Industry superannuation funds are moving ahead of retail funds in both employer and member contributions according to new research from advisory group NMG.
The retail funds ought to be moving ahead as baby boomers move into retirement because wealthier people nearing retirement were traditionally more likely to be in retail funds than industry funds, NMG notes in its Trialogue publication.
However, NMG notes, things are changing. “It looks as if the opportunity might just pass the retail funds by. We are several years into the retirement boom and instead of making progress, retail funds (primarily bank owned) are going backwards. ”
“The retail segment has been losing around 1 per cent of market share every two years. Four out of the big five retail providers are shedding market share at an alarming rate.”
“Industry funds have been the winners, hands down, increasing their share by 1.5 per cent over the last year alone and are clearly encroaching on retail territory. To put some context to these figures, if the market shares had remained stable, retail funds would be a $120bn bigger today.”
That would make the total for retail fund assets $733 billion, not $613 billion as it stood in December 2017. These contribution figures in part explain why the industry funds under management are growing so quickly, up 18.2 per cent to $589.8 billion in the year to December.
Public sector funds grew second fastest at 9.7 per cent to $439 billion while retail funds grew more slowly, by 7.7 per cent. Self-managed super funds continued to slow with the sector recording a 7.5 per cent rise in its asset base for the year. However they remain the largest single segment, with $721 billion in assets, largely because they appeal to high net worth individuals and businesspeople.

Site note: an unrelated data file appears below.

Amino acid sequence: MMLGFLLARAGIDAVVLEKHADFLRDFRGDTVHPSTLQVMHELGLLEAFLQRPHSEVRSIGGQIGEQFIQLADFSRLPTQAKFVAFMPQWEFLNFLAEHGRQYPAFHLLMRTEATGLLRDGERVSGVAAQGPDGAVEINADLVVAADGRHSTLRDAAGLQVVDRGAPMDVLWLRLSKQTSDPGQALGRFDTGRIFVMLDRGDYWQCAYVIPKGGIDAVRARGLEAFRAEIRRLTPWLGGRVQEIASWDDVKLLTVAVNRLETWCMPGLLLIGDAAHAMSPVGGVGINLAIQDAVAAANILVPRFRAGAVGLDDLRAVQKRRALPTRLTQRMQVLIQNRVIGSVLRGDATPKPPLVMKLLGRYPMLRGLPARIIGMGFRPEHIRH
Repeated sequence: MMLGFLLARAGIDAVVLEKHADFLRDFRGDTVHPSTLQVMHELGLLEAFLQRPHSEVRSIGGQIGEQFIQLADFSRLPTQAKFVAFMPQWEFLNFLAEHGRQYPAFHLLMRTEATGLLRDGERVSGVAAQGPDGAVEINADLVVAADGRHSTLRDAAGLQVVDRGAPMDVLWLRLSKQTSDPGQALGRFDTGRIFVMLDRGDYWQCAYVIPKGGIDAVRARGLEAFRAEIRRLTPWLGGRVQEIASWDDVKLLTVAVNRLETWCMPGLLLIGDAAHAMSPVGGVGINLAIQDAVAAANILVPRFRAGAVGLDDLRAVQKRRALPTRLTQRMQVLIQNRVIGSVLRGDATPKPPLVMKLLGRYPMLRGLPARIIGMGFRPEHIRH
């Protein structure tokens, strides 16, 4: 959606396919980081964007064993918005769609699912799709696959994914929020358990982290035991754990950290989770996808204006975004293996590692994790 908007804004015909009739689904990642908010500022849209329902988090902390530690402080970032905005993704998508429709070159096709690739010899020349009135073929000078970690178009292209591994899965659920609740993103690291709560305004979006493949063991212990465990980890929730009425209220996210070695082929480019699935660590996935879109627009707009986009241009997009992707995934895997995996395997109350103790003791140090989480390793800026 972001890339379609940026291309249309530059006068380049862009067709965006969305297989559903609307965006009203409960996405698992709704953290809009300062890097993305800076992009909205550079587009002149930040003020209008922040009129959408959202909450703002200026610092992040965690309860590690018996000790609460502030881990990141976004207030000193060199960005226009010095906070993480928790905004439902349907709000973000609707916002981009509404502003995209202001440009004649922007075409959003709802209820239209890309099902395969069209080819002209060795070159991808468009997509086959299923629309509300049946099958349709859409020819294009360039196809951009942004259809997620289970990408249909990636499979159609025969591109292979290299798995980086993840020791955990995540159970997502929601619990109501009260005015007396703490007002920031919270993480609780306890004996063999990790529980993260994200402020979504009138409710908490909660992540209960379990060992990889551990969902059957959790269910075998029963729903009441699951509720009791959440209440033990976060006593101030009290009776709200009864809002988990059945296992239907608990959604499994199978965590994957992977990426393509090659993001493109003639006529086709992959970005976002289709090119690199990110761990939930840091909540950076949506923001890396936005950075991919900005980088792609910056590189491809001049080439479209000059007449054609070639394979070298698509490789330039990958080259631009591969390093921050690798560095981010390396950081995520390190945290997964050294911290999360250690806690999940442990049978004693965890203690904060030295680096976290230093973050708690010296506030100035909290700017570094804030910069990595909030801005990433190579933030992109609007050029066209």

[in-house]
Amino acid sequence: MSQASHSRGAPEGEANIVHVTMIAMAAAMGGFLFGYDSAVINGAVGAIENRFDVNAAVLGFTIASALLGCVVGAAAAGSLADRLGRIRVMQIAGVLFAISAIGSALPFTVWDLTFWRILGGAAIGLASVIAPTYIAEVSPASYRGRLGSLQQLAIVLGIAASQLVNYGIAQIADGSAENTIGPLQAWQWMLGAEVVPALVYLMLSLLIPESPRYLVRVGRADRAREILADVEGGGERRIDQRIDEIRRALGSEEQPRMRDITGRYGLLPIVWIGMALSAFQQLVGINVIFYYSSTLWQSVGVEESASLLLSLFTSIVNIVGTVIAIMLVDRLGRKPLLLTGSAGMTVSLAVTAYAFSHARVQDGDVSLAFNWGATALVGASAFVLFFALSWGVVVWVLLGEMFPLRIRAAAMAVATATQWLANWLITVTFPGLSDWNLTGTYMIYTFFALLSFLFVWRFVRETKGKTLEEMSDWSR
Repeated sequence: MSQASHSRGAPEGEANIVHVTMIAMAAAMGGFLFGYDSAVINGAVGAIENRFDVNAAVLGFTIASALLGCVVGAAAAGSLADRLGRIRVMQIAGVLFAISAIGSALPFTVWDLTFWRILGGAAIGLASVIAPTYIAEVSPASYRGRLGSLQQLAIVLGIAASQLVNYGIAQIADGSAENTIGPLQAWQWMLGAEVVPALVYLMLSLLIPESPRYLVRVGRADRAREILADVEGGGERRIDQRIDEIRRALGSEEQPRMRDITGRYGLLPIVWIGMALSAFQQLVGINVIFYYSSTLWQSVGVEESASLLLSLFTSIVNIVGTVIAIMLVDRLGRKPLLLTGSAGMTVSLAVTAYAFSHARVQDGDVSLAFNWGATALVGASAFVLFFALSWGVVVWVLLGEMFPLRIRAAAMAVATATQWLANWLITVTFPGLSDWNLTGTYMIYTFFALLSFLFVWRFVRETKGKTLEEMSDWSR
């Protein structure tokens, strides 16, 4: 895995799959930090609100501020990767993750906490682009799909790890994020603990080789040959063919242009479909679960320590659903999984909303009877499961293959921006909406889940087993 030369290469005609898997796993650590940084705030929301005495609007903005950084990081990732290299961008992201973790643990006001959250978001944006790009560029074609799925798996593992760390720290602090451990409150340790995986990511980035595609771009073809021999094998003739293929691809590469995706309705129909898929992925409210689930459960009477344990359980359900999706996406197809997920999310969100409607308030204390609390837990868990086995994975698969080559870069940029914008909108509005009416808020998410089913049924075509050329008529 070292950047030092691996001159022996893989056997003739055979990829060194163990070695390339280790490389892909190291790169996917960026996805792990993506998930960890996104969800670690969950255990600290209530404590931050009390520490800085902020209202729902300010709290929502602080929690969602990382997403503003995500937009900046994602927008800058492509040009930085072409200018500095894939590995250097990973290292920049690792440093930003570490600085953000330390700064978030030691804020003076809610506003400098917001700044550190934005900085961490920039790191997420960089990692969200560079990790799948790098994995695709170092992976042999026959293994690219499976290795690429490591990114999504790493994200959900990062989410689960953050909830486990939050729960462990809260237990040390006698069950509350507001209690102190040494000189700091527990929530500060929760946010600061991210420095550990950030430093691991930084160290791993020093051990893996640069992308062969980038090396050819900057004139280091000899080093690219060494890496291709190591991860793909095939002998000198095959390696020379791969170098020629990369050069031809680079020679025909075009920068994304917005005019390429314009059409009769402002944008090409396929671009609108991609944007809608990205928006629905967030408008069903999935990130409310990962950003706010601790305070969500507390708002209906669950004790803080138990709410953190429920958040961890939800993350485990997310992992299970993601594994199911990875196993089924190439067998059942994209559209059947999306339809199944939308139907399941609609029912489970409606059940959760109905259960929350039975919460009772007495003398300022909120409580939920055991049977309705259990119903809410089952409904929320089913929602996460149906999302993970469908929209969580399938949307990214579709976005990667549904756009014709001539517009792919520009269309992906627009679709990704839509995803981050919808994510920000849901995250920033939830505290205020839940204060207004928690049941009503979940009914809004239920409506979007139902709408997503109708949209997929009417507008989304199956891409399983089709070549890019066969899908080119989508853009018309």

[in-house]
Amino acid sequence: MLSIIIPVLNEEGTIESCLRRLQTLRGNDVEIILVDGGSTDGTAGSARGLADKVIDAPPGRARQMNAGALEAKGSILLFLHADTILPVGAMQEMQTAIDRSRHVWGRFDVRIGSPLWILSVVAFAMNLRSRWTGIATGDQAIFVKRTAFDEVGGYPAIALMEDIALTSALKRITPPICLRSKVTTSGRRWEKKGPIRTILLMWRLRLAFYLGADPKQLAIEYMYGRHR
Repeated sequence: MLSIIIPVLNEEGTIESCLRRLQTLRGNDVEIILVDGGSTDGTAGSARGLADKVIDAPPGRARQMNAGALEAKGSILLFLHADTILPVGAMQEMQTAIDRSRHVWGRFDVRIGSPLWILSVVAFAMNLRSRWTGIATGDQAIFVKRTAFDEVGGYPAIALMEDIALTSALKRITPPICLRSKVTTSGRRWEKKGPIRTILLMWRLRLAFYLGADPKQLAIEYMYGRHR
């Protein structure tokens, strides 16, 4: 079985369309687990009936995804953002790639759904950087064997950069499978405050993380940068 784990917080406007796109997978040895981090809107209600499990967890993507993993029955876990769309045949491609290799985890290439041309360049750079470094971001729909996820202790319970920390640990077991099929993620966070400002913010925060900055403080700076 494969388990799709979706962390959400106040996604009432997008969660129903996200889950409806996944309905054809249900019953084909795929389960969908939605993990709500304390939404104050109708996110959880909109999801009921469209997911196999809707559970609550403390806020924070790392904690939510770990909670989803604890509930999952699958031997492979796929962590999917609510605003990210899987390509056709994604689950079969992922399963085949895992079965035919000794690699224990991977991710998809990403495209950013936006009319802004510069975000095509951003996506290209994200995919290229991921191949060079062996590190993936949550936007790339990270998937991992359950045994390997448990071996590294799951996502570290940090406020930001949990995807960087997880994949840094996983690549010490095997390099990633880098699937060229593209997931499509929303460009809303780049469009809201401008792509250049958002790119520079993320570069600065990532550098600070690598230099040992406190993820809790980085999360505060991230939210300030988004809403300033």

“Even on very conservative figures, this is around half a billion dollars of missed revenues. The spoils aren’t being evenly spread between the industry fund comrades, however.
How are they doing it?
Oliver Hesketh, partner with NMG, told The New Daily that the flow path of monies into retail funds was being disrupted. “It use to be that as people with higher balances got close to retirement they would go to advisors who would direct them into retail funds.”
“Now they are not going to see advisors so much as the industry funds provide some advice to members, not just to employers as used to be the case.”
“Industry funds are slowly, steadily doing a better job of serving their members – and they are being rewarded with what is probably their natural share of flows.”
The retail funds may boost their efforts to harvest more funds, especially as the banks sell out of their wealth management businesses, leaving them in the hands of specialist groups, Mr Hesketh said. “In recent years the costs of complying with regulatory change has been heavy for the retail funds and the pause in that will give them more to spend elsewhere.”
The growth in industry funds is disproportionately being shared by the just five funds (AustralianSuper, UniSuper, REST, Sunsuper and HESTA). They now account for nearly 21 per cent of pooled funds under management, up from just 16 per cent five years ago.
“The other medium-sized and smaller funds are, in aggregate at least, just treading water,” NMG said.
*The New Daily is owned by industry super funds